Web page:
- The Washington Times - Tuesday, March 18, 2003

Li Zhaoxing, China's new foreign minister and a one-time outspoken ambassador to the United States, expressed hope yesterday for avoiding war in Iraq but stopped far short of criticizing the United States for its push to oust President Saddam Hussein from power.
"Keep your fingers crossed for peace," he told reporters in Beijing at a press conference after his formal election to the post by the National People's Congress, China's top deliberative body, which met in the Chinese capital last week to anoint a new generation of leaders.
The new foreign minister's low-key approach reflects a fundamental decision by China not to confront the United States, say top China watchers here and abroad. It is a strategy adopted shortly after the September 11 attacks on the World Trade Center and the Pentagon.
Before that, there were a series of incidents in which Beijing and Washington stood eyeball to eyeball and Mr. Li, as ambassador to the United States and before that envoy to the United Nations, was a no-holds-barred participant in most of those showdowns.
Although China has sided with France and Russia in opposing the unilateral use of force in Iraq, it has remained silent throughout the long U.N. wrangle over whether to support the United States' determination to confront Saddam with force.
Assuming his post amid a looming U.S.-led war, Mr. Li, 62, said, "We must work together. Urge peace and avoid war."
He also brushed off a question about whether differences with Washington about Iraq and North Korea would affect Sino-U.S. ties.
In his assignments during the past decade, Mr. Li was a prime critic of the United States in the diplomatic community. It was a period marked by such strains as the U.S. bombing of the Chinese Embassy in Belgrade in 1999 during the Kosovo war and the detention two years later of the crew of a U.S. surveillance plane that crash-landed on Hainan island after being intercepted by Chinese aircraft.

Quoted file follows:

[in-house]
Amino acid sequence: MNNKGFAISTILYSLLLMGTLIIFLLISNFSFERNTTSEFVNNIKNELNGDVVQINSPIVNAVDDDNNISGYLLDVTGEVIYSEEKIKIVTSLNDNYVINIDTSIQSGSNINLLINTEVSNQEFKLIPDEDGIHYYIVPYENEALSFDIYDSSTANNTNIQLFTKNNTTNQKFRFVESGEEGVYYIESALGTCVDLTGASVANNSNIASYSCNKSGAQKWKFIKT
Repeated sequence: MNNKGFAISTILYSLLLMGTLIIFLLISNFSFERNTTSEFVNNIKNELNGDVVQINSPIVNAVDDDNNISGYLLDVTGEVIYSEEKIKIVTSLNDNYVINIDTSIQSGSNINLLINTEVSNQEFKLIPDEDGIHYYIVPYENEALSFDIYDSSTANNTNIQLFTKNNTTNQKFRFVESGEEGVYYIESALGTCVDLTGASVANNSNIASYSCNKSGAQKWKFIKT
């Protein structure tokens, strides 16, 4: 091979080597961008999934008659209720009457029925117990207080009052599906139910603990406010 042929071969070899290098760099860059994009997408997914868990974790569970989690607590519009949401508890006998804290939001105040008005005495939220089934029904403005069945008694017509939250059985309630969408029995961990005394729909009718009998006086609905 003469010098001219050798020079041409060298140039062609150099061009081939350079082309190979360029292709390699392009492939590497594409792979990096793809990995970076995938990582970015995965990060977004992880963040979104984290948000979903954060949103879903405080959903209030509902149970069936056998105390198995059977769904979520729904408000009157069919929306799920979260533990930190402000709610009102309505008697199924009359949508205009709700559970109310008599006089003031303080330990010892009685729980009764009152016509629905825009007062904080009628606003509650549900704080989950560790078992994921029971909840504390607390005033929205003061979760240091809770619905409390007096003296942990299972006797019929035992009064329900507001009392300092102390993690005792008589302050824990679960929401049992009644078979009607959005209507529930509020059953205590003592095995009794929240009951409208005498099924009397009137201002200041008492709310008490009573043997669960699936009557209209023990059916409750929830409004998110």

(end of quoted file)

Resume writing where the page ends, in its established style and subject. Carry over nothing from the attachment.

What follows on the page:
Mr. Li's selection as foreign minister was part of a wholesale transformation at the apex of Chinese communist rule.
Although significant as the first transfer of power by peaceful means rather than political struggle in the regime's 50-year history, the choices of government leaders were not surprising.
As expected, Hu Jintao was named state president to replace outgoing Jiang Zemin, who will retain huge influence over both party and government as chief of the armed forces' Central Military Commission.
The post of prime minister, until now held by Zhu Rongji, went to Wen Jiabao, whose team includes technocrats, engineers and scientists.
Yesterday, China also installed a Cabinet to carry out the government's campaign to advance economic reform and boost living standards for the poor.
Gen. Cao Gangchuan was named defense minister, extending China's tradition of having a soldier as the top defense official. The general led an ambitious program under which China hopes to launch its first manned space mission later this year.
Tang Jiaxuan, Mr. Li's predecessor as foreign minister, moves up to state councilor and is likely to assume the duties of the powerful Qian Qichen, long a key player in China's relations with the world.
This article was based in part on wire service reports.

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